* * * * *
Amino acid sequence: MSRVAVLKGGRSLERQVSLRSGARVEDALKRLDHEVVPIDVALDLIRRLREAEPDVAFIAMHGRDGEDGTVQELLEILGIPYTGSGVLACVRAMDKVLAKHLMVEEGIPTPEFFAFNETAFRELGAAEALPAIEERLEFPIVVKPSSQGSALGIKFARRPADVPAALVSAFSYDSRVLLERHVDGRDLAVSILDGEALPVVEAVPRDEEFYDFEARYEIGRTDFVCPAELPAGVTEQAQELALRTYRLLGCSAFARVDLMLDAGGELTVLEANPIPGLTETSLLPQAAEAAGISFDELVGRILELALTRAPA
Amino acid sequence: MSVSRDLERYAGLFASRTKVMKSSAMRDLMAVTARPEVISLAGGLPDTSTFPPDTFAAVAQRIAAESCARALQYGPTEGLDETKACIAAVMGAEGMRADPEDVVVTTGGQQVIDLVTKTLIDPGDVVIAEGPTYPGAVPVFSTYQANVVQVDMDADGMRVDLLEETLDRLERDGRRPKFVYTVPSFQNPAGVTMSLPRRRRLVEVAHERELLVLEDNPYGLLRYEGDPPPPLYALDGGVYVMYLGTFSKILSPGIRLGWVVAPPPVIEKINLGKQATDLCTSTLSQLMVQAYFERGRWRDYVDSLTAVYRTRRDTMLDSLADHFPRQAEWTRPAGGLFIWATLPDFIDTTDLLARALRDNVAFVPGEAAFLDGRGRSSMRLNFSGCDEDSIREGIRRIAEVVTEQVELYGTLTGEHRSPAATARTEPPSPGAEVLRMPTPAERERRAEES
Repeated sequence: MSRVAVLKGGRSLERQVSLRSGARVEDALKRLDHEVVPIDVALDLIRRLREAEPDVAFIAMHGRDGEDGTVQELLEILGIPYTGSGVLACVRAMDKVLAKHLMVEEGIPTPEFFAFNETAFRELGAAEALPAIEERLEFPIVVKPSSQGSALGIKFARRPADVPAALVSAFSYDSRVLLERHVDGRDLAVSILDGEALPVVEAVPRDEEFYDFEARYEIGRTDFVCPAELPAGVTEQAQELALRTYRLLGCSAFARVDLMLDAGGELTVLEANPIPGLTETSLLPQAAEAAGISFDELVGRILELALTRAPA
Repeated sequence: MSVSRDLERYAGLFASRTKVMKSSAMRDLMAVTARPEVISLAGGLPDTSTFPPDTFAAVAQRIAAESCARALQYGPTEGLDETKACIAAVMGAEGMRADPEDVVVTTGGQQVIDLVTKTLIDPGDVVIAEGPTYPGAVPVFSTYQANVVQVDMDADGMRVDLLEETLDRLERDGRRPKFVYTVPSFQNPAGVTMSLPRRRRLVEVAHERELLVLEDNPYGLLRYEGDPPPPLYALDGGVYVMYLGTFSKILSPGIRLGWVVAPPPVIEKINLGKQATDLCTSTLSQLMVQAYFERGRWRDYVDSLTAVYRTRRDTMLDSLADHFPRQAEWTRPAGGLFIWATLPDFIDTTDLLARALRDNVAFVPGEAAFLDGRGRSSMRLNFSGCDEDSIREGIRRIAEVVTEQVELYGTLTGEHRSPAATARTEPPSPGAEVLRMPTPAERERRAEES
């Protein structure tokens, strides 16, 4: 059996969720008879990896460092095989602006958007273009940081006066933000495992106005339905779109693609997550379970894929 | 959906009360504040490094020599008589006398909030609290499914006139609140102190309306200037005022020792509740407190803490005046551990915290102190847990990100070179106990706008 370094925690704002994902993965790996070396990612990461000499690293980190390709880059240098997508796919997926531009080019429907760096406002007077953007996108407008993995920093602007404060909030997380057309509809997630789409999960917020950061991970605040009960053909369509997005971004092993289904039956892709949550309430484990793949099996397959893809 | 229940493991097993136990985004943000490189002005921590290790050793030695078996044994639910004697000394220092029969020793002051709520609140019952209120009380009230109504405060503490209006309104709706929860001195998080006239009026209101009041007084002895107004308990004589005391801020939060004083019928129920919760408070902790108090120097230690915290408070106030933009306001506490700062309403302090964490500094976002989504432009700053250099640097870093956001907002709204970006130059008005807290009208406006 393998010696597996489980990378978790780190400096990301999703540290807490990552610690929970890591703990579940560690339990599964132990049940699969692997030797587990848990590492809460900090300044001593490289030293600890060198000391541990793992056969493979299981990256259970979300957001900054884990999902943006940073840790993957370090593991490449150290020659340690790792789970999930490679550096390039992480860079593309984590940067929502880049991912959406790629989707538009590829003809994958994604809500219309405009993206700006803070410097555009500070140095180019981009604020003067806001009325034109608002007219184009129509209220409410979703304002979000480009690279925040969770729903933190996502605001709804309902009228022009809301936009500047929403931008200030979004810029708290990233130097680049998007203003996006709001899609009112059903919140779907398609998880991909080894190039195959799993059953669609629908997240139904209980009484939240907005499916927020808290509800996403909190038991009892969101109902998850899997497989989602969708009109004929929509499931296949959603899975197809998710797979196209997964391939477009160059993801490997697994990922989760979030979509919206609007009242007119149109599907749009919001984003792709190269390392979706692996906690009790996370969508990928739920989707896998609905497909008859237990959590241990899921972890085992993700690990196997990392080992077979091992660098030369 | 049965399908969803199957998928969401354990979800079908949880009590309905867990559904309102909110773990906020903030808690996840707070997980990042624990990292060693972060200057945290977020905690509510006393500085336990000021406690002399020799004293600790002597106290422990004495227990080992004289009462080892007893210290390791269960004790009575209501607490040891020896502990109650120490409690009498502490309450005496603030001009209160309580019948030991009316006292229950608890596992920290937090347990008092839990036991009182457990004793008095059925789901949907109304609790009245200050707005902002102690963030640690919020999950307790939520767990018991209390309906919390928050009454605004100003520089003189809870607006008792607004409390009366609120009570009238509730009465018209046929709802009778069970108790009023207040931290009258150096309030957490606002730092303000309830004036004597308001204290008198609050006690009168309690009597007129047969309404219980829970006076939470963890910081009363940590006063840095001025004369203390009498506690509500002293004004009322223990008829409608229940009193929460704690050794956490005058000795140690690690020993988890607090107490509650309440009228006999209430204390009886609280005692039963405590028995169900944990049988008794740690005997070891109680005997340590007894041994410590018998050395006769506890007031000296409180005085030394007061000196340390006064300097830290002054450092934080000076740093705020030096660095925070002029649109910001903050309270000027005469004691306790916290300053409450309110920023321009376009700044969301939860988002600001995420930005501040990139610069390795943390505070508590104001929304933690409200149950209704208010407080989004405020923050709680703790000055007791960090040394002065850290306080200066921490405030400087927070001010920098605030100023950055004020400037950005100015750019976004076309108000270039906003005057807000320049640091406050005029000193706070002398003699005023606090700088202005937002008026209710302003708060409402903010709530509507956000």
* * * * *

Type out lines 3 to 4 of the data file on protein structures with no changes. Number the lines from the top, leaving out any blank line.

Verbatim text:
Repeated sequence: MSRVAVLKGGRSLERQVSLRSGARVEDALKRLDHEVVPIDVALDLIRRLREAEPDVAFIAMHGRDGEDGTVQELLEILGIPYTGSGVLACVRAMDKVLAKHLMVEEGIPTPEFFAFNETAFRELGAAEALPAIEERLEFPIVVKPSSQGSALGIKFARRPADVPAALVSAFSYDSRVLLERHVDGRDLAVSILDGEALPVVEAVPRDEEFYDFEARYEIGRTDFVCPAELPAGVTEQAQELALRTYRLLGCSAFARVDLMLDAGGELTVLEANPIPGLTETSLLPQAAEAAGISFDELVGRILELALTRAPA
Repeated sequence: MSVSRDLERYAGLFASRTKVMKSSAMRDLMAVTARPEVISLAGGLPDTSTFPPDTFAAVAQRIAAESCARALQYGPTEGLDETKACIAAVMGAEGMRADPEDVVVTTGGQQVIDLVTKTLIDPGDVVIAEGPTYPGAVPVFSTYQANVVQVDMDADGMRVDLLEETLDRLERDGRRPKFVYTVPSFQNPAGVTMSLPRRRRLVEVAHERELLVLEDNPYGLLRYEGDPPPPLYALDGGVYVMYLGTFSKILSPGIRLGWVVAPPPVIEKINLGKQATDLCTSTLSQLMVQAYFERGRWRDYVDSLTAVYRTRRDTMLDSLADHFPRQAEWTRPAGGLFIWATLPDFIDTTDLLARALRDNVAFVPGEAAFLDGRGRSSMRLNFSGCDEDSIREGIRRIAEVVTEQVELYGTLTGEHRSPAATARTEPPSPGAEVLRMPTPAERERRAEES